As said, we saw two shows. As the audience was being dismissed from this show, there was an announcement that there were stand-by seats for the second show of the day, so Brad ran and got our names on the list – out of 4 seats available, we were numbers 3 and 4! The second show was more interesting, but not any more light-hearted or fun, and was about a group of 5 women (ages ranging from early 40’s to early 60’s) who were among a group of nine women who unknowingly dated the same man for years who infected all of them with HIV. Since he knew he was HIV positive and with reckless abandon infected these women (and maybe more), the women took him to court on the grounds of endangerment with a deadly weapon and won! He is now in prison and serving a 20+ year sentence. As said, this was much more interesting, especially the legal aspects of the case, and the stories were hear-breaking, but it really would have been nice to see Oprah on a day where the topics were a bit more casual and fun, and not so serious.

When done with all the Oprah watching, we went to the Oprah Store! More on that in the next few days (as well as the GREAT food we ate, tip for getting tickets to The Oprah Winfrey Show, and our trip 4 hours south to Springfield, Illinois).

Wednesday, September 16, 2009

We're Going to Oprah!!!! Chicago, Illinois Part 2

So how do you get tickets to Oprah?

First, you have to be a member of her website at

Then you need to go to the audience reservation page: where about half-way down the page is information about current availability. Most of the time, the reservation window is closed, but for about 48 hours each month during the taping schedule (September - May), the window opens and you need to go in and request tickets for the show(s) you can attend. Oprah generally tapes two shows per day Tuesday - Thursday, and Suzanne requested about a dozen shows. About 24 hours after the window closes, you'll get an email stating either "Sorry, not this time." (which we've gotten) or "Great News!" (which we've also gotten) with information about confirming your reservation. You have a limited time to confirm, and once you do that, you are a ticket holder to an Oprah show! (You don't actually get a ticket, but your name, and any guests, will be on a list when you arrive at Harpo Studios.) Also, you do not know who/what you'll be seeing until you get to the studio, and there's always the chance of a cancellation (which would be a major bummer).

So we never expected to actually get tickets, and this was a great surprise...............we'll share more as the experience unfolds ~ check back soon ~ and keep your fingers crossed for David Beckham - or - Matt Damon - or - Brad Pitt!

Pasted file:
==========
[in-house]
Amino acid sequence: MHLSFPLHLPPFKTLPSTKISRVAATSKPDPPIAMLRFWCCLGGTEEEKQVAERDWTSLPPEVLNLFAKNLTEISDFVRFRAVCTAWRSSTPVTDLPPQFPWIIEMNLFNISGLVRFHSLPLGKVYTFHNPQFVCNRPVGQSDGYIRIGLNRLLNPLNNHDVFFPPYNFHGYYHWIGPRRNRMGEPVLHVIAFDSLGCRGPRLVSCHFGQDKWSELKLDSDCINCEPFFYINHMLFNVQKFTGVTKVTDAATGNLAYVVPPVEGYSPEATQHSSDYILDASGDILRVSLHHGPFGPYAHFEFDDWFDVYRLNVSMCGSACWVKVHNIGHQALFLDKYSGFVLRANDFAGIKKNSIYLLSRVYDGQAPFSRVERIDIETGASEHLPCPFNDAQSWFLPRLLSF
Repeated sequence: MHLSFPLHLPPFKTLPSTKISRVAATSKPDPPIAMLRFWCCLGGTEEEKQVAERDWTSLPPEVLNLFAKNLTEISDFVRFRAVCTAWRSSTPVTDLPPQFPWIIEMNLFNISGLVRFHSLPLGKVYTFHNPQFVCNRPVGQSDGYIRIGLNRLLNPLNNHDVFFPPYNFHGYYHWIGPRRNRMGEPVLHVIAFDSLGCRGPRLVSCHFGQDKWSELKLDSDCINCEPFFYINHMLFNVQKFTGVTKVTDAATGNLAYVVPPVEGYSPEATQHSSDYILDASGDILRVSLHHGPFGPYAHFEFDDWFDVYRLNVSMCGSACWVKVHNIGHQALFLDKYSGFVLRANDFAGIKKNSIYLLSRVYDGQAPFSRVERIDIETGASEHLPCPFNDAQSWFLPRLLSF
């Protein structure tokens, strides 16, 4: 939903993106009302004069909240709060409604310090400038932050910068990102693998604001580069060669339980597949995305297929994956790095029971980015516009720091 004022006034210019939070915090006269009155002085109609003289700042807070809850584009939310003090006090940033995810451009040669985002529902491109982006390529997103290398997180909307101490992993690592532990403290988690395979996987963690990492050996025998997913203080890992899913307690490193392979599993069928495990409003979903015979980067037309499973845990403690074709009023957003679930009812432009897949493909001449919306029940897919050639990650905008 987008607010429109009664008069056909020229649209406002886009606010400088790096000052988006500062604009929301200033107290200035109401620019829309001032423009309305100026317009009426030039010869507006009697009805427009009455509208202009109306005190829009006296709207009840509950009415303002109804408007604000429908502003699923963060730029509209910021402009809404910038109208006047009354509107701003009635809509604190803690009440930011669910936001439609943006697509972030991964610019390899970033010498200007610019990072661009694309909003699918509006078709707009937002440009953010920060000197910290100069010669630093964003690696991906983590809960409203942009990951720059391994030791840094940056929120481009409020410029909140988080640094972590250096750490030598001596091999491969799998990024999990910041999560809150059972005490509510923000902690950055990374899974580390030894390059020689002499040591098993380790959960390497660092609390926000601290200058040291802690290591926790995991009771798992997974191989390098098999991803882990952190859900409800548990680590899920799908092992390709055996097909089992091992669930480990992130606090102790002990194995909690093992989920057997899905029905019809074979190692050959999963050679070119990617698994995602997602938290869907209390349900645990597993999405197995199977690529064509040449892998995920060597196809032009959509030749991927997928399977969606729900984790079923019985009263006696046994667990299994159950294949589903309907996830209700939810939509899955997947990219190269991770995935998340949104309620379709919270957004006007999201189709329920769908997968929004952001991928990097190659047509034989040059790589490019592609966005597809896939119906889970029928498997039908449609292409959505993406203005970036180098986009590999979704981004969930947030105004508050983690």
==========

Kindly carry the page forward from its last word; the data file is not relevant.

Tuesday, September 15, 2009

We're Going to Oprah!!!! Chicago, Illinois

Guess where we’re going next week????? (Of course, the title should be a big clue.........)

To see Oprah in Chicago!

On a whim, Suzanne tried for tickets online and got them!

Suzanne’s hoping for Matt Damon………..or David Beckham……………or Brad Pitt………….or all three!

Brad’s hoping for Haley Barry………….or Salma Hayak…………..or Charlize Theron……………..or all three!

We’ll write more about how we got the tickets in the next day or so, then will be sure to write about our experience.

Oh, and if you have forgotten - we did check out Oprah's house when we were in Santa Barbara last November ~ here's the synopsis and a picture of her gate!

Saturday, September 12, 2009

Riverhouse Restaurant, Pacific City, Oregon

One of our favorite places to eat when we’re staying at Neskowin Creek RV Resort is the Riverhouse in Pacific City, about a 10-15 minute drive up the coast. The Riverhouse doesn’t look like much on the outside, in fact, it doesn’t look like much on the inside either, but the food – fabulous!! Our favorite is their Dungeness Crab Open-Faced Sandwich – YUMMY! This is definitely our go-to meal when we’re here, and the few others things we’ve tried on their menu – such as their clam chowder – is equally fantastic! Oh, their desserts – great again! When we were here last weekend, we split their cheese blintz - a crepe with a sweet cream cheese filling topped with strawberries and whipped cream – can we say FABULOUS again without sounding too corny? Now, it’s not your least expensive place to go, but on the coast, that’s to be expected. If you’re around the Pacific City area, definitely treat yourself to a meal at the Riverhouse.

Thursday, September 10, 2009

Neskowin Creek RV Resort, Neskowin Oregon

Hello Again!

Yes, it’s been a while since we’ve posted. As you may know, we arrived home and decided to stay for a while……….and after a loooong time, we finally had the opportunity to take the ‘ole rig out again, and we headed to our “home resort” ~ Neskowin Creek RV Resort in Neskowin, Oregon on the beautiful Oregon coast. We’ve been here a few times before – it’s very big rig friendly with lots of pull-through sites and is very accessible to the ocean – either by a short walk (~1/2 mile) through the nearby neighborhood, or you can take a short drive to the public access just one mile north of the campground.

Neskowin Creek RV Resort offers an indoor swimming pool and hot tub, club house with some activities and meals, wifi ($1/day) a decent bathroom with showers, laundry, tennis courts, shuffleboard, basketball, volleyball and horseshoes. Every time we’ve been here, the staff has been incredible friendly – it’s the same workkamping couple that’s been here over a year and a half now (since we started coming).